7 Ways to Create Urgency for KPIs

July 17, 2012 by Stacey Barr

Most agree that performance measurement is very important. But it fails to get implemented often because it’s not seen as urgent. So sometimes, your starting point needs to be to create that urgency, to set the platform on fire.

burning oil platformThen pull, don’t push. That’s the underlying premise of creating a sense of urgency for your performance measurement program. Pull people toward it by compelling them, don’t push them into it by shoving. Here are seven tips to help you do that pulling:

Tip #1: Set a deadline for when performance measures must be designed, implemented and/or reported.

Making up deadlines can feel inauthentic, like you’re creating false urgency. But who said that deadlines have to be imposed by someone else? Whenever you set a deadline, it has a magically magnetic effect on people’s attention and focus. Without deadlines, everything turns into custard (thick, slow moving, and stupefying).

Tip #2: Create playful competition between Measures Teams to produce the fewest and most powerful measures for their processes.

People generally love playing games. One of my customers, Greg, exploited this little factoid by creating a newsletter to share updates about his organisation’s performance measurement program. “The Daily Measure” it was called, and it reported the progress of each department on a graph that suggested a competition was afoot to be the first to finish.

Tip #3: Create a very big “why” for measuring performance.

This probably should be Tip #1 because without it, you risk creating false urgency that later morphs into cynicism. You won’t ever get people feeling a true pull toward performance measurement without them holding a very solid understanding of why it’s so important to do. So, why is performance measurement so important to do in your business?

Tip #4: Make the benefits of measurement sensory-rich.

If you’re going to paint a picture for people about the benefits of measuring performance, paint more than a picture. Make it sensory-rich. Use words that engage all the senses, to make it easy for people to create a very detailed and life-like scenario inside their heads about what good measurement will create for them. Ditch the weasel words and management-speak. Think about WIIFM.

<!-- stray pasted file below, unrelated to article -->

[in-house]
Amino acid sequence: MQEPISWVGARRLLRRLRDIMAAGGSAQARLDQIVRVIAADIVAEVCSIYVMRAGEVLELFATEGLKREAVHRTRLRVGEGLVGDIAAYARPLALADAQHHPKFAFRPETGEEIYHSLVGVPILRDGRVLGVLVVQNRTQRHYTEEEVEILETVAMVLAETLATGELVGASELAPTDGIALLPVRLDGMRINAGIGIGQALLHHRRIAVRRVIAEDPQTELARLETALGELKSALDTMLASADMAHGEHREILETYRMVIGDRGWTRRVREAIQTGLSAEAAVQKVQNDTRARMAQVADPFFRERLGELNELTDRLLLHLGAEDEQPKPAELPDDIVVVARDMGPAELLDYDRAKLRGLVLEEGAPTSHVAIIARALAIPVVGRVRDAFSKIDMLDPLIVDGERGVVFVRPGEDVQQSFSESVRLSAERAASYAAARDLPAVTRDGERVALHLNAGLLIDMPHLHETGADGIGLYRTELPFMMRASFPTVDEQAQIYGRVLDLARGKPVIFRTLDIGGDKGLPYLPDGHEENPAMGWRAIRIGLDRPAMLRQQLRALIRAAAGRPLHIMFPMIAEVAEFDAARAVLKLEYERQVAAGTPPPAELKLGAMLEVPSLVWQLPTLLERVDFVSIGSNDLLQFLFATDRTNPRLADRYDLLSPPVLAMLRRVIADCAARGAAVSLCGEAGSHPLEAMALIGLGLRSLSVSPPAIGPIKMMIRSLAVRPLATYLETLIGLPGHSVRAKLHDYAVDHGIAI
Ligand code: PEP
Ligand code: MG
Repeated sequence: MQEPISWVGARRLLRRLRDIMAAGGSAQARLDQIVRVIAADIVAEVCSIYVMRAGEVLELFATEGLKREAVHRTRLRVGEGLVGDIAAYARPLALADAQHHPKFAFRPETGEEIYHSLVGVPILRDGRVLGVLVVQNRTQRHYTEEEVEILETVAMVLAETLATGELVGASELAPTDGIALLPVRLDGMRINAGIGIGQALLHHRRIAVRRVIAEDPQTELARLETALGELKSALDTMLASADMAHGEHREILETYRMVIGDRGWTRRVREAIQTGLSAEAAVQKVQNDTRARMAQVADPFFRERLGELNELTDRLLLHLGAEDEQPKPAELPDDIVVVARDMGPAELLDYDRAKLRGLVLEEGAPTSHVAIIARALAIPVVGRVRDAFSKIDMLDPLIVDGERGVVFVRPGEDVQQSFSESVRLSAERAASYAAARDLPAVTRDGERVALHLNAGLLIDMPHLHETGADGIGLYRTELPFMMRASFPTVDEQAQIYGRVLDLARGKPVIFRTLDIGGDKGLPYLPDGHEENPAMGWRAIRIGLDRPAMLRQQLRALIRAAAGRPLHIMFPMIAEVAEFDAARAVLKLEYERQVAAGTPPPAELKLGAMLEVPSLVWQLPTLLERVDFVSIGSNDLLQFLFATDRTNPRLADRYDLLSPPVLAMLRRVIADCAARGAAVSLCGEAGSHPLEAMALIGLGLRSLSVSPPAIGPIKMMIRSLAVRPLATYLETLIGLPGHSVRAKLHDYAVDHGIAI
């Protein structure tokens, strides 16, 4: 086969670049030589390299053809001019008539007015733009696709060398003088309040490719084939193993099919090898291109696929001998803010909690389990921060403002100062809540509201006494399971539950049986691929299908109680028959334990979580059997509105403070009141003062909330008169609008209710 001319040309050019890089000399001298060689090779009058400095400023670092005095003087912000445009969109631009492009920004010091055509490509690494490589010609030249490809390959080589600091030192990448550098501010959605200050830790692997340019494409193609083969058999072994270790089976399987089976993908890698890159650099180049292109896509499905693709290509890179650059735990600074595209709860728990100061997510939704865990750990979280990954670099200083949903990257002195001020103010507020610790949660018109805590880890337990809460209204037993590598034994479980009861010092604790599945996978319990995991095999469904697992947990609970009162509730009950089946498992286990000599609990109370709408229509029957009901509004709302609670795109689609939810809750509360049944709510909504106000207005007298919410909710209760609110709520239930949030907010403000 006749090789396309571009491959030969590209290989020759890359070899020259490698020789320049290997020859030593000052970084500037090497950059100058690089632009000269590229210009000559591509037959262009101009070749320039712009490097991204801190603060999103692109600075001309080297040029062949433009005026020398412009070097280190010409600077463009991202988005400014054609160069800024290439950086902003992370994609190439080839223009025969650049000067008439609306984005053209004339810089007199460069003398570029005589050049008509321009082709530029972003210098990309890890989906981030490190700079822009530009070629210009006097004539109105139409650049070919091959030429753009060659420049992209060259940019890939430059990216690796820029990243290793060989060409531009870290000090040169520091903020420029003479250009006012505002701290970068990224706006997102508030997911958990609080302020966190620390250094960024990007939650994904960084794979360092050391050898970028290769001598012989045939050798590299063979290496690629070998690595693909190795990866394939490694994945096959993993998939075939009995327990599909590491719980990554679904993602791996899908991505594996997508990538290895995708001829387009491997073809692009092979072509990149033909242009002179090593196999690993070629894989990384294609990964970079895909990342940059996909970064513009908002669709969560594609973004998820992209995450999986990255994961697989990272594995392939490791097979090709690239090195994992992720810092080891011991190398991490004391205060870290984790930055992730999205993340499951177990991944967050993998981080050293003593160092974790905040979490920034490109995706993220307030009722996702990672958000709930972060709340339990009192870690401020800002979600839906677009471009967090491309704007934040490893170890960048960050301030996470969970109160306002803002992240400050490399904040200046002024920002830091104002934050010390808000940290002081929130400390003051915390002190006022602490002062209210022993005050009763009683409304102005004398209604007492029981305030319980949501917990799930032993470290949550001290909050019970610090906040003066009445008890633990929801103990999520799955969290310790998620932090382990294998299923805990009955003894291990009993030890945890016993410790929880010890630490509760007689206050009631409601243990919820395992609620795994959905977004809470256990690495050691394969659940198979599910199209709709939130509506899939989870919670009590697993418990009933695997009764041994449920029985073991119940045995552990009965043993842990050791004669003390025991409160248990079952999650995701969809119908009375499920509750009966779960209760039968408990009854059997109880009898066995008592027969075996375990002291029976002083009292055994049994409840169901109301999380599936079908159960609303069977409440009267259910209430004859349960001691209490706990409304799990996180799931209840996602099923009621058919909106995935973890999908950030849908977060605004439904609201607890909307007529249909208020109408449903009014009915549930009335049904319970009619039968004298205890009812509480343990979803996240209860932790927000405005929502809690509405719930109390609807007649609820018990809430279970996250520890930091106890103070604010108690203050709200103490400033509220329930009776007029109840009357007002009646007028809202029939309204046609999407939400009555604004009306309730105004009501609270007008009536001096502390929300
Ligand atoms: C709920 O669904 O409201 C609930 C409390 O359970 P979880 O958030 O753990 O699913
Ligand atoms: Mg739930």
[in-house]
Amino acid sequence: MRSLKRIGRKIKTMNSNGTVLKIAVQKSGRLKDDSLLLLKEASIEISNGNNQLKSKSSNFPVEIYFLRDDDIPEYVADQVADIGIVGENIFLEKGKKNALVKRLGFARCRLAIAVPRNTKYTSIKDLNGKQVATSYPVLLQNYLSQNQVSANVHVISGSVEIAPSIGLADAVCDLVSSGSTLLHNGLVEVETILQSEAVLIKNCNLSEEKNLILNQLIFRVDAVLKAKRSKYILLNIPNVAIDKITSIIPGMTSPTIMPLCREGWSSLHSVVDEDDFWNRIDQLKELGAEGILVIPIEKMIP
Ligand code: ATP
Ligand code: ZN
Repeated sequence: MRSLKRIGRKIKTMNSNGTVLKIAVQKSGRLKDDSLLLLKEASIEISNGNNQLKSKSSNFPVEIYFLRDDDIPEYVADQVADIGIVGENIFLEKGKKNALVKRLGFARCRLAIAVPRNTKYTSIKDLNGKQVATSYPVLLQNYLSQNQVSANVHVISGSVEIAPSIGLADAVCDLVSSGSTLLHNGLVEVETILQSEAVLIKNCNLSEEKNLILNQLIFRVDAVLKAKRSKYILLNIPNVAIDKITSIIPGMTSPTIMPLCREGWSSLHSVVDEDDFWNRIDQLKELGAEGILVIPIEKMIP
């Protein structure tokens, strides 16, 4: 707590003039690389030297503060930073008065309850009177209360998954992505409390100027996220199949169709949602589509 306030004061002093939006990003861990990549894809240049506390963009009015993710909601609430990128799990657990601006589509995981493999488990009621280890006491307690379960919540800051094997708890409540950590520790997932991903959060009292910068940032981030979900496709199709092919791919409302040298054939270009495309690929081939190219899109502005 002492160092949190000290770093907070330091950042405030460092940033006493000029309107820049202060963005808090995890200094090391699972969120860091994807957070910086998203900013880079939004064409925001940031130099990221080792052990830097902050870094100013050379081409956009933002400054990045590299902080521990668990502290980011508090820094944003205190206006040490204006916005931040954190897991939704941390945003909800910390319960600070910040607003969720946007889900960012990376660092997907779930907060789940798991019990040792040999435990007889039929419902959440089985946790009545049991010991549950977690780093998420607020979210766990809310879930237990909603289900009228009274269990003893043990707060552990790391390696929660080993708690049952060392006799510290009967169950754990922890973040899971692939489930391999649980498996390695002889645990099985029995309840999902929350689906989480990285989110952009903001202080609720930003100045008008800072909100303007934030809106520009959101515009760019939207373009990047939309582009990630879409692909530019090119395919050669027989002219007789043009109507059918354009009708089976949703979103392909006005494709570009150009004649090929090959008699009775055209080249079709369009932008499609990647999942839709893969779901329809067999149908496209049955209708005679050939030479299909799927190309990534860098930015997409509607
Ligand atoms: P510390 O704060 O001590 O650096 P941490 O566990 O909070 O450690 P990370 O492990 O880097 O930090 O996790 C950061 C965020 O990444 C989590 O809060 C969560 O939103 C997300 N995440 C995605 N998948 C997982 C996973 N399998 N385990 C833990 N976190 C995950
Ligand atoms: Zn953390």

Tip #5: Put limits or constraints on how or what people can measure.

This might sound a bit counter-productive. But it’s very true that when something is in limited supply, everyone wants it. Limit the help you will give people (you can have me for just 2 hours). Limit when you are available to help (here are 2 times I am available for you). Limit how many measures people are allowed to create (no team can have more than 3 performance measures). Limits make things simpler, too.

Tip #6: Excite people by showing them quick wins.

Complacency can be the result of lack of inspiration. You can inspire people to measure performance by showing them real examples of how measures have transformed other teams’ performance and morale. Always see every performance measurement opportunity you get as a case study to document, learn from, celebrate and share.

Tip #7: Highlight the crisis that lurks in the shadow of ignorance.

While not everyone is particularly motivated by fear, sometimes it truly is the kick in the pants we need to get to task. A lot of crises sneak up on us because we didn’t have our finger on the pulse (that is, we weren’t measuring what mattered). Data that reveals recurring customer complaints, the real cost of rework, or the dead time that blows out cycle times can be a good starting point to spotlight an impending crisis and need for performance improvement (and therefore measurement).

TAKE ACTION: Where could you inject a bit of urgency for better performance measurement into your business or organisation? Start experimenting with any or all of the 7 tips to get started.

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  1. Roni says:

    Dear Stacey
    I’m not sure what you mean by “sensory-rich”???
    Can you please give a few examples?

  2. Stacey Barr says:

    Roni, “sensory rich” language means using words that vividly describe a concept. Sensory rich words describe what you see, hear and feel. They are adjectives and adverbs mostly, but sometimes even better nouns and verbs can make something more sensory-rich. The idea is to move away from abstract concepts.

    Here are some examples:

    1) I groom dogs.
    Sensory-rich: I transform your grubby, tangled, outdoor-banished mutt into a clean, silky-soft and glossy pooch you just can’t wait to cuddle.

    2) Enhance the customer experience.
    Sensory-rich: Customers will be amazed at how quickly we solve their problems, and how quickly they stop feeling stressed about those problems.

    3) Reduce degredation of the landscape.
    Sensory-rich: The fragile soils of ridges and escarpments and valuable farming land are protected from unnatural erosion and loss of topsoil.

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